Mmmm. Appetizing.

In 2004, one man was brave enough to plow through a one-month binge of high-calorie protein, high-sugar soft drinks, and a cavalcade of low-nutrient hamburgers. Morgan Spurlock, a 41-year-old West Virginian, went on a 31-day McDonald’s binge in a film that made audiences laugh, feel disgust, and (admittedly) develop a hankering for some golden arches in the movie “Super Size Me”. Ever since the release of this movie, fast-food restaurants like Wendy’s have done away with their extra-large sizes.

Until now.

Wendy’s is one of the major fast-food chains in Canada. They used to celebrate their “Biggie” and “Great Biggie” sizes, which only cost about 30¢ more—who could resist that?

As reported in mid-2006, Wendy’s decided to eliminate their “Biggie” option and cut down on trans-fatty cooking oils in order to cut calorie consumption for their patrons. What was also reported was that their sizes were shifting because of this decision: the large is now the medium, the medium is now the small, and the large has been replaced with a 42-ounce trucker-sized beverage which barely fits in your hands. So, beneath the surface, Wendy’s is still serving up the “Biggie” portions, they’re just changing the name to make it seem like they’re cutting-edge and healthy.

According to Statistics Canada, the number of obese children has risen by about 30,000 and the number of obese adults has risen about 600,000 in 2009 since 2007. The figures on your right break down each category of Canadians and their rates of obesity since 2003 and 2007.

Wendy’s elimination of their “Biggie” size was not globally advertised and did not receive much attention until their workers were told to ask “Would you like a small, medium, or large combo?”

In 2006, they removed “Biggie” labels from all their drink and fry containers, but didn’t actually change the sizes at all; on the contrary, their sizes actually became bigger under the guise of cutting back their sizes.

The former 32-ounce “Biggie” beverage shifted to their standard medium. The former 42-ounce “Great Biggie” beverage is now the comically large size. The former 5.6-ounce “Biggie” fries is now a medium, and the former 6.7-ounce “Great Biggie” is now the large. So, supposedly Wendy’s customers can now feel better about themselves knowing that the multi-national food chain is cutting back its sizes and eliminating the extra large sizes—but they’re really not; no wonder they never advertised this new frame of mind.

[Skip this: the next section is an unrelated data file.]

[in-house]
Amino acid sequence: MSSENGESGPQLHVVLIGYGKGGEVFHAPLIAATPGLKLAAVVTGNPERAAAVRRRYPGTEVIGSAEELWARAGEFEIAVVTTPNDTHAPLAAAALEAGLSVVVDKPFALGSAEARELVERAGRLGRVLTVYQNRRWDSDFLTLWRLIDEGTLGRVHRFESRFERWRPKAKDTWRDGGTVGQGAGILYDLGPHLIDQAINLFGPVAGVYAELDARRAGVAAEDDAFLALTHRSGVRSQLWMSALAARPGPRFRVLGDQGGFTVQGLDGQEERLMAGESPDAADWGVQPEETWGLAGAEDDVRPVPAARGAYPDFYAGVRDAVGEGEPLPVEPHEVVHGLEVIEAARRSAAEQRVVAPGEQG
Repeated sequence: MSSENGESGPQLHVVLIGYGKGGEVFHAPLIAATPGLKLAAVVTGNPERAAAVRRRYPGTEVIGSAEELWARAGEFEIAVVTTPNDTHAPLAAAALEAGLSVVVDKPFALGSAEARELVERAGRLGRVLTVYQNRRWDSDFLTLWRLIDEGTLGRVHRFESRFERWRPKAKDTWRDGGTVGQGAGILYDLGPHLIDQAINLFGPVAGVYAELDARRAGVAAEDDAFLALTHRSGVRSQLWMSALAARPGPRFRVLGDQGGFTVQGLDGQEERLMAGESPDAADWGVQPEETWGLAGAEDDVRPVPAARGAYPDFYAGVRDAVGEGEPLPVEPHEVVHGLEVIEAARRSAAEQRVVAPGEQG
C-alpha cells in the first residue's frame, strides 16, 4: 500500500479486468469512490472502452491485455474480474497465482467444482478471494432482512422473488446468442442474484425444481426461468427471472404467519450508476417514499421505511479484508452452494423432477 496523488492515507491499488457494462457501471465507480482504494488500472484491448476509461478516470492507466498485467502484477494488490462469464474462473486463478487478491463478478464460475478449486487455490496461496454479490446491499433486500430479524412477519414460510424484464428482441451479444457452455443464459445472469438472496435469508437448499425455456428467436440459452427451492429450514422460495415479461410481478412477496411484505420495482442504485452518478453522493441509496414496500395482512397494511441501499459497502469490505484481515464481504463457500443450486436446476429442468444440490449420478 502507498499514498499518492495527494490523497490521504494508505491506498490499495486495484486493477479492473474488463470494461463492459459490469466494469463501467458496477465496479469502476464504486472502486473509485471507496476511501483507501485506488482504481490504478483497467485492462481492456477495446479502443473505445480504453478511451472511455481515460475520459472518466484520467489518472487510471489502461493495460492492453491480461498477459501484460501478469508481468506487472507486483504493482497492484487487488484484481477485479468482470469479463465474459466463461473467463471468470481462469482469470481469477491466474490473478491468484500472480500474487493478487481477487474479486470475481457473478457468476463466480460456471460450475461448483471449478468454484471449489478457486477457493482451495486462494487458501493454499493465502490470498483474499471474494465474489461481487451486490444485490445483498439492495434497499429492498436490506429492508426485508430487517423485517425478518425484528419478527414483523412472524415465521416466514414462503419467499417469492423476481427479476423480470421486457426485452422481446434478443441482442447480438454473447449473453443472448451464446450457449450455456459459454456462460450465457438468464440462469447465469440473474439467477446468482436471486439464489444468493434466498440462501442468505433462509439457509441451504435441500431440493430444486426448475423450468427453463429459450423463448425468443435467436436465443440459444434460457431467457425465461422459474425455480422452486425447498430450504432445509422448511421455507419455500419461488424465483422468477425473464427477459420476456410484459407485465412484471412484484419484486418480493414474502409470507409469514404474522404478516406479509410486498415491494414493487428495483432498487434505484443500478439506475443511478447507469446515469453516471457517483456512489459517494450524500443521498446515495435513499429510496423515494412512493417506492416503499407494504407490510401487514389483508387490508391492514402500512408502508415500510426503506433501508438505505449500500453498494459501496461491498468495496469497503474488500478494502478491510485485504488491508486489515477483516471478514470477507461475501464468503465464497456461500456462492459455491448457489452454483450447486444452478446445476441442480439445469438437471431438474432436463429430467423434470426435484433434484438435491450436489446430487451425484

But hope is not lost. Much like the other fast-food chains, Wendy’s also came out with its own line of healthy selections, including their new range of salads! But wait, there’s more! According to their online nutrition calculator, their range of salads contains the same amount of calories as their ½-lb. double with cheese hamburgers.

Now, the consumer is left with three decisions: eat a salad, eat a hamburger, or stop eating fast food altogether—it’s surprising how many Canadians will never reach for the latter option.

This brave reporter went into the Burlington Wendy’s located on Fairview Street (right beside the Burlington Mall) and ordered the biggest thing on the menu to shed some light on just how big these sizes really are.

1:14 p.m. I walk up to the front counter and order a Triple Baconator and ask for the large combo. I’ve had a bad experience with their bacon before where it came out all white and rubbery, so the server made sure that the bacon was crispy and not made of rubber this time; apparently you have to ask for the good bacon when you order at Wendy’s. I sit down at the table. The food takes up the entire tray. I start eating.

1:22 p.m. I am halfway through the meal and I feel fine. No notable changes except for my elevated mood; what do they put into these burgers that make me so damn happy to eat them?

1:26 p.m. I’m starting to feel a big flush and I feel like utter shit. I’m a third done my burger and have barely dented the fries and drink.

1:32 p.m. I am done the burger. The fries are almost done and I’m about halfway through my large Fruitopia. I begin to lose my breath and sweat heavily.

1:37 p.m. I have devoured the rest of the fries. I have a piercing headache and my hands tremble. My body shudders, but I’m not cold. I start seeing little green circles floating in the air. This can’t be good.

1:49 p.m. I gulp down the rest of the Fruitopia and feel like I am going to die. My body quakes with twitches, my head sweats with tears of fatigue, and my stomach is kicking the sides of my body—it must be angry at me. I start to feel lethargic and stagger home where I sleep for the next six hours, only to wake up and have the same pounding headache and sweats. I didn’t eat anything else that day.

Obesity rates in Canada have steadily risen over the past decade.

The shocking truth behind this experience is that some people do go into fast-food restaurants and order the biggest things on the menu because their bodies have long since adapted to the ever-expansive menus.

Health Canada recommends that the average healthy Canadian should only consume 2,000 calories per day in order to lead a healthy lifestyle. Well, in my one meal, I acquired nearly 2,200 calories.